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Strategic Acquirers Are Growth Opportunity for RIAs

By Alex Padalka August 16, 2016

Strategic acquirers represent a formidable force in the registered investment advisor mergers and acquisitions game, according to a recent report released by Fidelity. But to align themselves correctly for an acquisition, RIAs need to understand the varying needs of the different types of acquirers and what they stand to gain — and lose — in the deal, according to the report.

The RIA sector had 51 mergers and acquisitions in the first half of the year, according to a Fidelity study of M&A transactions involving RIAs with more than $100 million but under $20 billion in assets under management, as well as breakaway advisors and teams with at least $100 million in client assets.

Strategic acquirers have become significant players in the RIA space over the past decade and were behind 20 deals in the first half of this year, according to Fidelity. These acquirers represent a good opportunity for advice firms seeking to build scale, access capital for growth or set up succession, according to Fidelity — but only if advisors understand the various models at play.

Together, strategic acquirers have shifted their acquisitions focus from mere cash flows to building sustainable and integrated businesses, according to Fidelity. But differences remain between how the acquisition would reflect on a RIA’s autonomy and what they can offer, according to the report.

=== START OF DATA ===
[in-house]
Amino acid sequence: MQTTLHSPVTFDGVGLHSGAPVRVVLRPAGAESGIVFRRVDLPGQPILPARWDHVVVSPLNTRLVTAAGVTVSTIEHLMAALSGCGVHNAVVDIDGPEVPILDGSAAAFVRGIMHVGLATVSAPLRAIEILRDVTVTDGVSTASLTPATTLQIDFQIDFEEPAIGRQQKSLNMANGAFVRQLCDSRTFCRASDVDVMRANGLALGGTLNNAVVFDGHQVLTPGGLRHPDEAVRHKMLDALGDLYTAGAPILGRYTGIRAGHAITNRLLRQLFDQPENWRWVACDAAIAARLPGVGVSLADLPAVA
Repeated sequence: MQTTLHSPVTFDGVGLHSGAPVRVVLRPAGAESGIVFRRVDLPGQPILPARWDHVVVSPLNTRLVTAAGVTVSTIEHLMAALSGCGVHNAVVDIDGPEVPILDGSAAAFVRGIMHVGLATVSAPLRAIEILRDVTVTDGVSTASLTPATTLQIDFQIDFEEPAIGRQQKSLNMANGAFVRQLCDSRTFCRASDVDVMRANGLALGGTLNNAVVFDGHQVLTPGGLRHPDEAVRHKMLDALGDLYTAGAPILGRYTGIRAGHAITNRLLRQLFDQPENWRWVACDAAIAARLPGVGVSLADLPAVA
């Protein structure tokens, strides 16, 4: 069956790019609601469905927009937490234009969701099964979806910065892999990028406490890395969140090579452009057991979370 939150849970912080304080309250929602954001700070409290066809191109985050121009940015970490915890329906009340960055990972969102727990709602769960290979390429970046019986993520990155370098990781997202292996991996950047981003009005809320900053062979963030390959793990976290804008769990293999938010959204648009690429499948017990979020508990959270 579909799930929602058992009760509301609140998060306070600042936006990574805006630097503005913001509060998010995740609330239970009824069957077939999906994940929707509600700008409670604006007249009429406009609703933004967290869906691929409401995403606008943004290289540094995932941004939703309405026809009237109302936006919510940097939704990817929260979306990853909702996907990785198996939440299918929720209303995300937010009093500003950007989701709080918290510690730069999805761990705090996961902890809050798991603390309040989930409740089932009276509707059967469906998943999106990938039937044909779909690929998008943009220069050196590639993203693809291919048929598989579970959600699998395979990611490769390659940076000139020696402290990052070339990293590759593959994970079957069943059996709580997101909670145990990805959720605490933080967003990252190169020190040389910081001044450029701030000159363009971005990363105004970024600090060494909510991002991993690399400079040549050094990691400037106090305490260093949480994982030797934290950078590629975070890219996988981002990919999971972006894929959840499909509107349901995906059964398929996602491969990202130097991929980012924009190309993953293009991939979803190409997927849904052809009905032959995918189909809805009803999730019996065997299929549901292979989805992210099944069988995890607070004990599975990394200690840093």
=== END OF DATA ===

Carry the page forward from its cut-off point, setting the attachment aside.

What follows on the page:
Integrated platform providers such as Dynasty or HighTower Network, for example, would let advisors remain entirely independent while providing access to capital and a solid operating and technology platform, according to Fidelity.

Passive investors such as Fiduciary Network would allow advisors to keep control over operations and voting but wouldn’t provide a platform, although they would give the acquired RIA some access to strategic guidance on capital structures and sub-acquisitions, according to the report.

Sub-acquisitions are expected to accelerate in RIA mergers and acquisitions in the coming years, according to another recent report from DeVoe & Company, as reported previously.

Meanwhile, financial acquirers such as AMG would hold advisors accountable but still allow operation independence while offering some strategic and growth collaboration, although they’re unlikely to provide operation support, Fidelity says. And strategic acquirers such as Focus Financial typically provide for brand and operating independence while giving the acquired RIA support in operating and investment expertise as well as access to capital for succession planning and sub-acquisitions, Fidelity says.

But under a branded acquirer such as HighTower Partners, Kestra Financial or United Capital, advisors can expect a high level of integration built up over time in exchange for joining a common technology platform used by all of the firm’s acquired RIAs operating under a single brand, according to the report.

RIAs need to evaluate the risks and rewards of each model when evaluating or preparing to be acquired; have a clear idea of the benefits their firm would bring to a strategic acquirer; and understand the kind of RIA a potential acquirer could be aiming for, according to Fidelity. In general, however, it’s a combination of demonstrated growth, productivity, profitability and client satisfaction, Fidelity says in its report.

By contrast, a report released last week by DeVoe & Company counted all RIA deals and breakaways with more than $100 million in assets under management and found 71 such deals in the first half of the year, as reported previously, which may include firms with $20 billion or more in assets under management.